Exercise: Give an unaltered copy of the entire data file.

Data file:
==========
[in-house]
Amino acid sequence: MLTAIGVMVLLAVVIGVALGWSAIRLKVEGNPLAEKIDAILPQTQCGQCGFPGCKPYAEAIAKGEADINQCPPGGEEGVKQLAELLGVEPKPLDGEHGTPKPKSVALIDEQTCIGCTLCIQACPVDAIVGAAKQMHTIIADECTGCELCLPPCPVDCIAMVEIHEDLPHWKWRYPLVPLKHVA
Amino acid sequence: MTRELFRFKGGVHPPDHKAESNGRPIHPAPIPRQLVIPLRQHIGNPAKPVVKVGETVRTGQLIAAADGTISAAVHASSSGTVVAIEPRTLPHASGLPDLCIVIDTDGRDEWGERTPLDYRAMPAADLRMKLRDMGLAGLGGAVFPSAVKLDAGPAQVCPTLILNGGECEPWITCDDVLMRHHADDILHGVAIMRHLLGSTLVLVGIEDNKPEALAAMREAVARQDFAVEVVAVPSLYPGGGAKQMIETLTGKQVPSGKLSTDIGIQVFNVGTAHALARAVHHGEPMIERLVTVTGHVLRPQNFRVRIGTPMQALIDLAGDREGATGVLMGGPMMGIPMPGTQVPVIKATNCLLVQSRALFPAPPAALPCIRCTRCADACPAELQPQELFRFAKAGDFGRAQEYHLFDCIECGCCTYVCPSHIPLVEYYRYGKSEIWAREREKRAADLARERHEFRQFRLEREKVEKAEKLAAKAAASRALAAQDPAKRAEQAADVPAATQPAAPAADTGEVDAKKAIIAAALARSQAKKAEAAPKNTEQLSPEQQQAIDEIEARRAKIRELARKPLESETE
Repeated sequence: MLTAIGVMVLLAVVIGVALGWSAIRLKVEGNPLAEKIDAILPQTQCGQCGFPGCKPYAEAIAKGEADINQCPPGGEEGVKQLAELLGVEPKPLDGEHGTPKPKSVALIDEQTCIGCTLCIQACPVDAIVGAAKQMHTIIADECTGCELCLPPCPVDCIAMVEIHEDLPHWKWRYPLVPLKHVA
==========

[in-house]
Amino acid sequence: MLTAIGVMVLLAVVIGVALGWSAIRLKVEGNPLAEKIDAILPQTQCGQCGFPGCKPYAEAIAKGEADINQCPPGGEEGVKQLAELLGVEPKPLDGEHGTPKPKSVALIDEQTCIGCTLCIQACPVDAIVGAAKQMHTIIADECTGCELCLPPCPVDCIAMVEIHEDLPHWKWRYPLVPLKHVA
Amino acid sequence: MTRELFRFKGGVHPPDHKAESNGRPIHPAPIPRQLVIPLRQHIGNPAKPVVKVGETVRTGQLIAAADGTISAAVHASSSGTVVAIEPRTLPHASGLPDLCIVIDTDGRDEWGERTPLDYRAMPAADLRMKLRDMGLAGLGGAVFPSAVKLDAGPAQVCPTLILNGGECEPWITCDDVLMRHHADDILHGVAIMRHLLGSTLVLVGIEDNKPEALAAMREAVARQDFAVEVVAVPSLYPGGGAKQMIETLTGKQVPSGKLSTDIGIQVFNVGTAHALARAVHHGEPMIERLVTVTGHVLRPQNFRVRIGTPMQALIDLAGDREGATGVLMGGPMMGIPMPGTQVPVIKATNCLLVQSRALFPAPPAALPCIRCTRCADACPAELQPQELFRFAKAGDFGRAQEYHLFDCIECGCCTYVCPSHIPLVEYYRYGKSEIWAREREKRAADLARERHEFRQFRLEREKVEKAEKLAAKAAASRALAAQDPAKRAEQAADVPAATQPAAPAADTGEVDAKKAIIAAALARSQAKKAEAAPKNTEQLSPEQQQAIDEIEARRAKIRELARKPLESETE
Repeated sequence: MLTAIGVMVLLAVVIGVALGWSAIRLKVEGNPLAEKIDAILPQTQCGQCGFPGCKPYAEAIAKGEADINQCPPGGEEGVKQLAELLGVEPKPLDGEHGTPKPKSVALIDEQTCIGCTLCIQACPVDAIVGAAKQMHTIIADECTGCELCLPPCPVDCIAMVEIHEDLPHWKWRYPLVPLKHVA